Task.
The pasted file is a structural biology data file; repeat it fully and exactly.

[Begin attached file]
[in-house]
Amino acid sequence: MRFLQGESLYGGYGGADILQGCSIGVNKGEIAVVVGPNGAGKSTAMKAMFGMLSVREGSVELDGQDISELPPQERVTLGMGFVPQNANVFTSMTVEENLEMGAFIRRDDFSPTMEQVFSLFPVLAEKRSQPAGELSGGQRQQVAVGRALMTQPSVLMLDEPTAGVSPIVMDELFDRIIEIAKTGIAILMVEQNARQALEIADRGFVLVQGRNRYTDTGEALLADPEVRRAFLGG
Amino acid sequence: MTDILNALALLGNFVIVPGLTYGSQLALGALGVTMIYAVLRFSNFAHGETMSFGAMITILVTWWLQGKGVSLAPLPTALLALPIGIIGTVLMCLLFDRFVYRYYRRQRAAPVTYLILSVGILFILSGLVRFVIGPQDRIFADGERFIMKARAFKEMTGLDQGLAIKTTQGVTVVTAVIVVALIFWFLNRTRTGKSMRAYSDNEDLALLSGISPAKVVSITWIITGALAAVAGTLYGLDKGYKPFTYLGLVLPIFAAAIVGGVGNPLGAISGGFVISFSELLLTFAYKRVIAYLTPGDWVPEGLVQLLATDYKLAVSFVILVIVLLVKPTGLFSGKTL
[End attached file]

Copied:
[in-house]
Amino acid sequence: MRFLQGESLYGGYGGADILQGCSIGVNKGEIAVVVGPNGAGKSTAMKAMFGMLSVREGSVELDGQDISELPPQERVTLGMGFVPQNANVFTSMTVEENLEMGAFIRRDDFSPTMEQVFSLFPVLAEKRSQPAGELSGGQRQQVAVGRALMTQPSVLMLDEPTAGVSPIVMDELFDRIIEIAKTGIAILMVEQNARQALEIADRGFVLVQGRNRYTDTGEALLADPEVRRAFLGG
Amino acid sequence: MTDILNALALLGNFVIVPGLTYGSQLALGALGVTMIYAVLRFSNFAHGETMSFGAMITILVTWWLQGKGVSLAPLPTALLALPIGIIGTVLMCLLFDRFVYRYYRRQRAAPVTYLILSVGILFILSGLVRFVIGPQDRIFADGERFIMKARAFKEMTGLDQGLAIKTTQGVTVVTAVIVVALIFWFLNRTRTGKSMRAYSDNEDLALLSGISPAKVVSITWIITGALAAVAGTLYGLDKGYKPFTYLGLVLPIFAAAIVGGVGNPLGAISGGFVISFSELLLTFAYKRVIAYLTPGDWVPEGLVQLLATDYKLAVSFVILVIVLLVKPTGLFSGKTL